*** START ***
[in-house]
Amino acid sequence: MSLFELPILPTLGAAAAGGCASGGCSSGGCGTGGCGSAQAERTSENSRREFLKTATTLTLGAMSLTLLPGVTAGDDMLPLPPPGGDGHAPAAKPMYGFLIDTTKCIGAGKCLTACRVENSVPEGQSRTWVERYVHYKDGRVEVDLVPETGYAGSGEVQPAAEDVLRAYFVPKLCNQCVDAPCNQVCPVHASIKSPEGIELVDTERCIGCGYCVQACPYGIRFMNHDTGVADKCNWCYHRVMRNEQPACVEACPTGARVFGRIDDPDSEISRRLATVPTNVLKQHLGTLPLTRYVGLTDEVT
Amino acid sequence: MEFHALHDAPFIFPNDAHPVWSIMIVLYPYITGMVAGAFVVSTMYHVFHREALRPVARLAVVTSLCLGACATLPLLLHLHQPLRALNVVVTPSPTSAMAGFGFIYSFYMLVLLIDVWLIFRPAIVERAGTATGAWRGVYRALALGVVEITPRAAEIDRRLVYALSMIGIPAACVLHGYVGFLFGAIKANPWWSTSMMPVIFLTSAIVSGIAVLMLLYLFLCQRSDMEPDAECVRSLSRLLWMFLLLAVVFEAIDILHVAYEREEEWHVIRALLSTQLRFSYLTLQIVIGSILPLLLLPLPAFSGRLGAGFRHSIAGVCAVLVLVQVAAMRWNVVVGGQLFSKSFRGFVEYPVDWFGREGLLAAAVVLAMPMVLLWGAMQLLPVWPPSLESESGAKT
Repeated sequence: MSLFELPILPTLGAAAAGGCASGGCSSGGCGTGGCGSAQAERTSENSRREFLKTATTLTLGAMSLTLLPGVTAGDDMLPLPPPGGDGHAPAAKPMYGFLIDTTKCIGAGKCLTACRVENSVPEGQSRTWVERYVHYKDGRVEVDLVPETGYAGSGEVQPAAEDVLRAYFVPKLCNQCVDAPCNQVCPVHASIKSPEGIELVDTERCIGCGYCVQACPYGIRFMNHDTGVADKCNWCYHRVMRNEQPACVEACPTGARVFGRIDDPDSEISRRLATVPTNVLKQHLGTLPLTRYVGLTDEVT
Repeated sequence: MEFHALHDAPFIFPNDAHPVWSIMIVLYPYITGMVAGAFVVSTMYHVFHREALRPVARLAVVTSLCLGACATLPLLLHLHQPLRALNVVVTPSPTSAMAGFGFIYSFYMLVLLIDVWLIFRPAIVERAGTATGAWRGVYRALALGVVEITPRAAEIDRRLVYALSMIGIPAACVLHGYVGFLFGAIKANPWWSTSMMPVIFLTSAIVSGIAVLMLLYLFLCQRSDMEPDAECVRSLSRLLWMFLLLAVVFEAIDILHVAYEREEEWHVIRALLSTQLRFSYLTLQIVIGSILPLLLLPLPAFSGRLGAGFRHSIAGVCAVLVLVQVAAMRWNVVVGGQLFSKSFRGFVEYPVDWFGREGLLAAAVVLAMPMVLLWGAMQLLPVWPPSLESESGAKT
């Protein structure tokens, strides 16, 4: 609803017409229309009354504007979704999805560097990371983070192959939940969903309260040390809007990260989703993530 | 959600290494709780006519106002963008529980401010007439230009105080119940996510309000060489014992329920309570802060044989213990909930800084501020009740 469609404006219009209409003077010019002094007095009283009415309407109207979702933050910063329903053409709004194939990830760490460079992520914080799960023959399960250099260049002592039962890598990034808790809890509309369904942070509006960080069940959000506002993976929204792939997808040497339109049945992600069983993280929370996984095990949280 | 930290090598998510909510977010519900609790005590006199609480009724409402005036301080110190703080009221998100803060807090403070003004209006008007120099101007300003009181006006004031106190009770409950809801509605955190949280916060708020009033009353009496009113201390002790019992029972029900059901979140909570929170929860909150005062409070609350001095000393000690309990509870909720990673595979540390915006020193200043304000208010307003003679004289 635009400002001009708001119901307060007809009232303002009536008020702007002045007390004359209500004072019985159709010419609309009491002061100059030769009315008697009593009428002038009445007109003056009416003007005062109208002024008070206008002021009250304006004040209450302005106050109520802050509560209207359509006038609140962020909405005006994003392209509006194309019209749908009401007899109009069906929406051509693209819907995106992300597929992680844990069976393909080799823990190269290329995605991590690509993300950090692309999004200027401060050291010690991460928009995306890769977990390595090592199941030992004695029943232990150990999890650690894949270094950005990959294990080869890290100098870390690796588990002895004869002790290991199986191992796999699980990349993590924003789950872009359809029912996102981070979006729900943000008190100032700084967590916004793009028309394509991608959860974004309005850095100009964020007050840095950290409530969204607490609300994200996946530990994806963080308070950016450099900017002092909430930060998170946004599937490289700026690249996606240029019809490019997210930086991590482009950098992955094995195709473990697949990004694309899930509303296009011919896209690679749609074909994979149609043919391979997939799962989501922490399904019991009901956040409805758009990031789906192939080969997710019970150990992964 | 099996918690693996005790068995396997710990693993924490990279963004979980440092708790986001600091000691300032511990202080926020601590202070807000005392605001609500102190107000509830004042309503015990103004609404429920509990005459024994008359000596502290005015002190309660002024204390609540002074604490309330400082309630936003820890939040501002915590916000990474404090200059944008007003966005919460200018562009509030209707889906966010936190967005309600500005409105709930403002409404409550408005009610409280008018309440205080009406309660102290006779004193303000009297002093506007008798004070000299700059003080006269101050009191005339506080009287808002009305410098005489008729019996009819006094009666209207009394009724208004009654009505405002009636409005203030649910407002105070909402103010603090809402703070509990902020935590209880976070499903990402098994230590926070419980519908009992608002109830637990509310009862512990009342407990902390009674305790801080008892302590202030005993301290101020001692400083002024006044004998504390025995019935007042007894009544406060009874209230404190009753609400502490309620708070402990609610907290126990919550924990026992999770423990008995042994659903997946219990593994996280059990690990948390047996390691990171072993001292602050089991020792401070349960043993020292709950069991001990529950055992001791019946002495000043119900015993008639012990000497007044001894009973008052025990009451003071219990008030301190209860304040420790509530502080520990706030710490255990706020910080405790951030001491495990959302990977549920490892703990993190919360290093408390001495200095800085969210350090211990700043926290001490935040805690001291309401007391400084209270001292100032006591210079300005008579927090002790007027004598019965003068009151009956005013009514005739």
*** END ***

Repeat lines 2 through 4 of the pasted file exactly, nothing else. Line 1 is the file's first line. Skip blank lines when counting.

Amino acid sequence: MSLFELPILPTLGAAAAGGCASGGCSSGGCGTGGCGSAQAERTSENSRREFLKTATTLTLGAMSLTLLPGVTAGDDMLPLPPPGGDGHAPAAKPMYGFLIDTTKCIGAGKCLTACRVENSVPEGQSRTWVERYVHYKDGRVEVDLVPETGYAGSGEVQPAAEDVLRAYFVPKLCNQCVDAPCNQVCPVHASIKSPEGIELVDTERCIGCGYCVQACPYGIRFMNHDTGVADKCNWCYHRVMRNEQPACVEACPTGARVFGRIDDPDSEISRRLATVPTNVLKQHLGTLPLTRYVGLTDEVT
Amino acid sequence: MEFHALHDAPFIFPNDAHPVWSIMIVLYPYITGMVAGAFVVSTMYHVFHREALRPVARLAVVTSLCLGACATLPLLLHLHQPLRALNVVVTPSPTSAMAGFGFIYSFYMLVLLIDVWLIFRPAIVERAGTATGAWRGVYRALALGVVEITPRAAEIDRRLVYALSMIGIPAACVLHGYVGFLFGAIKANPWWSTSMMPVIFLTSAIVSGIAVLMLLYLFLCQRSDMEPDAECVRSLSRLLWMFLLLAVVFEAIDILHVAYEREEEWHVIRALLSTQLRFSYLTLQIVIGSILPLLLLPLPAFSGRLGAGFRHSIAGVCAVLVLVQVAAMRWNVVVGGQLFSKSFRGFVEYPVDWFGREGLLAAAVVLAMPMVLLWGAMQLLPVWPPSLESESGAKT
Repeated sequence: MSLFELPILPTLGAAAAGGCASGGCSSGGCGTGGCGSAQAERTSENSRREFLKTATTLTLGAMSLTLLPGVTAGDDMLPLPPPGGDGHAPAAKPMYGFLIDTTKCIGAGKCLTACRVENSVPEGQSRTWVERYVHYKDGRVEVDLVPETGYAGSGEVQPAAEDVLRAYFVPKLCNQCVDAPCNQVCPVHASIKSPEGIELVDTERCIGCGYCVQACPYGIRFMNHDTGVADKCNWCYHRVMRNEQPACVEACPTGARVFGRIDDPDSEISRRLATVPTNVLKQHLGTLPLTRYVGLTDEVT